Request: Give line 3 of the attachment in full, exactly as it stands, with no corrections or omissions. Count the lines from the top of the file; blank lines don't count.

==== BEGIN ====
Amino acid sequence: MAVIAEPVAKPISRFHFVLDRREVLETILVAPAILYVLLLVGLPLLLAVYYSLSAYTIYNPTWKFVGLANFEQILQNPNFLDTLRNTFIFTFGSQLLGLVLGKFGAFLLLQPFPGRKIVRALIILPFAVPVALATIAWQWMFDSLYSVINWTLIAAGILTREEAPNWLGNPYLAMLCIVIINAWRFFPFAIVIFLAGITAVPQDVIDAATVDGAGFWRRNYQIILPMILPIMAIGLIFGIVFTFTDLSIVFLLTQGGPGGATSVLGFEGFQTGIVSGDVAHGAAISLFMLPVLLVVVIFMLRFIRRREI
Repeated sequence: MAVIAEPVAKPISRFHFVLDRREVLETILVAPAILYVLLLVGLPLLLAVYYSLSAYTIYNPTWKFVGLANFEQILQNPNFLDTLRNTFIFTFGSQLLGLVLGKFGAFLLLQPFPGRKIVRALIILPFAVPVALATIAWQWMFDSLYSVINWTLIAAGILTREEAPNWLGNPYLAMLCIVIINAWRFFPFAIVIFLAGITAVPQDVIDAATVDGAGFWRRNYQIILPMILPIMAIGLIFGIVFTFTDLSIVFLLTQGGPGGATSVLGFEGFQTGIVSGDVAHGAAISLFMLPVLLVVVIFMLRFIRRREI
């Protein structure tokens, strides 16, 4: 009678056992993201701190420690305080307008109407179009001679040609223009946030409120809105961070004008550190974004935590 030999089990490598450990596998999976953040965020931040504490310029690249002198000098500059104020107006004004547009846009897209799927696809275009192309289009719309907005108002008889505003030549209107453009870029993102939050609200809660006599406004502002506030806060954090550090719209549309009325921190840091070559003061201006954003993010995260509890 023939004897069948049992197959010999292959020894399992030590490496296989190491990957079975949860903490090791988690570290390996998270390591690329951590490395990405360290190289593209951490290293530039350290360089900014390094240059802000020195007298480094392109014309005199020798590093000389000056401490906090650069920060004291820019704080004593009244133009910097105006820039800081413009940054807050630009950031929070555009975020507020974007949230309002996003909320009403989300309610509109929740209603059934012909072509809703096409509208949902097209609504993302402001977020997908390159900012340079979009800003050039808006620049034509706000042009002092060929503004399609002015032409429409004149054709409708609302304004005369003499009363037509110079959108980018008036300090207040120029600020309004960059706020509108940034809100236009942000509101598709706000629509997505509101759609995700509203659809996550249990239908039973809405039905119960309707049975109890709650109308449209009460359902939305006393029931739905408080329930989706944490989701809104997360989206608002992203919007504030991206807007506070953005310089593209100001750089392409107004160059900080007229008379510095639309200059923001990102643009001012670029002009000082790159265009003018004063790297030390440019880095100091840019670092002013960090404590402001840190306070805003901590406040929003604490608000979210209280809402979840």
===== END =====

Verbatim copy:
């Protein structure tokens, strides 16, 4: 009678056992993201701190420690305080307008109407179009001679040609223009946030409120809105961070004008550190974004935590 030999089990490598450990596998999976953040965020931040504490310029690249002198000098500059104020107006004004547009846009897209799927696809275009192309289009719309907005108002008889505003030549209107453009870029993102939050609200809660006599406004502002506030806060954090550090719209549309009325921190840091070559003061201006954003993010995260509890 023939004897069948049992197959010999292959020894399992030590490496296989190491990957079975949860903490090791988690570290390996998270390591690329951590490395990405360290190289593209951490290293530039350290360089900014390094240059802000020195007298480094392109014309005199020798590093000389000056401490906090650069920060004291820019704080004593009244133009910097105006820039800081413009940054807050630009950031929070555009975020507020974007949230309002996003909320009403989300309610509109929740209603059934012909072509809703096409509208949902097209609504993302402001977020997908390159900012340079979009800003050039808006620049034509706000042009002092060929503004399609002015032409429409004149054709409708609302304004005369003499009363037509110079959108980018008036300090207040120029600020309004960059706020509108940034809100236009942000509101598709706000629509997505509101759609995700509203659809996550249990239908039973809405039905119960309707049975109890709650109308449209009460359902939305006393029931739905408080329930989706944490989701809104997360989206608002992203919007504030991206807007506070953005310089593209100001750089392409107004160059900080007229008379510095639309200059923001990102643009001012670029002009000082790159265009003018004063790297030390440019880095100091840019670092002013960090404590402001840190306070805003901590406040929003604490608000979210209280809402979840």